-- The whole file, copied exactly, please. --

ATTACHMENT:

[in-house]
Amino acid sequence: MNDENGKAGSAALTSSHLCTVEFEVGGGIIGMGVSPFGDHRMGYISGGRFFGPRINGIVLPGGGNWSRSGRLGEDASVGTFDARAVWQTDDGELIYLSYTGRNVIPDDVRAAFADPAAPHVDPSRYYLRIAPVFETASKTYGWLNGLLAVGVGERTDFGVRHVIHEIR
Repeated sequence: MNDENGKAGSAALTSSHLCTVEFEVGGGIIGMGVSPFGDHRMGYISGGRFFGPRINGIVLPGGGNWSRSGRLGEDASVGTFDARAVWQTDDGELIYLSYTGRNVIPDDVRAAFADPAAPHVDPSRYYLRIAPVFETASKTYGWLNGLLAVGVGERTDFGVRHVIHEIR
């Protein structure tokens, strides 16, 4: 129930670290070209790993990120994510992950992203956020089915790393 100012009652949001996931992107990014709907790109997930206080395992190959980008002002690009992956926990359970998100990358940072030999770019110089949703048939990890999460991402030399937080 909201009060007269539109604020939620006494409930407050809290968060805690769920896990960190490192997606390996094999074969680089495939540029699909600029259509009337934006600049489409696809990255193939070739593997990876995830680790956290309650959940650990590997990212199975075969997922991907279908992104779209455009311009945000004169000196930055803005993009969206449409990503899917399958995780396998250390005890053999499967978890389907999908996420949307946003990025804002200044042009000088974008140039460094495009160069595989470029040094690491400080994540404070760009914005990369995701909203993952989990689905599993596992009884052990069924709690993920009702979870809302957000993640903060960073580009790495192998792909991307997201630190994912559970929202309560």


[in-house]
Amino acid sequence: MNDENGKAGSAALTSSHLCTVEFEVGGGIIGMGVSPFGDHRMGYISGGRFFGPRINGIVLPGGGNWSRSGRLGEDASVGTFDARAVWQTDDGELIYLSYTGRNVIPDDVRAAFADPAAPHVDPSRYYLRIAPVFETASKTYGWLNGLLAVGVGERTDFGVRHVIHEIR
Repeated sequence: MNDENGKAGSAALTSSHLCTVEFEVGGGIIGMGVSPFGDHRMGYISGGRFFGPRINGIVLPGGGNWSRSGRLGEDASVGTFDARAVWQTDDGELIYLSYTGRNVIPDDVRAAFADPAAPHVDPSRYYLRIAPVFETASKTYGWLNGLLAVGVGERTDFGVRHVIHEIR
């Protein structure tokens, strides 16, 4: 129930670290070209790993990120994510992950992203956020089915790393 100012009652949001996931992107990014709907790109997930206080395992190959980008002002690009992956926990359970998100990358940072030999770019110089949703048939990890999460991402030399937080 909201009060007269539109604020939620006494409930407050809290968060805690769920896990960190490192997606390996094999074969680089495939540029699909600029259509009337934006600049489409696809990255193939070739593997990876995830680790956290309650959940650990590997990212199975075969997922991907279908992104779209455009311009945000004169000196930055803005993009969206449409990503899917399958995780396998250390005890053999499967978890389907999908996420949307946003990025804002200044042009000088974008140039460094495009160069595989470029040094690491400080994540404070760009914005990369995701909203993952989990689905599993596992009884052990069924709690993920009702979870809302957000993640903060960073580009790495192998792909991307997201630190994912559970929202309560």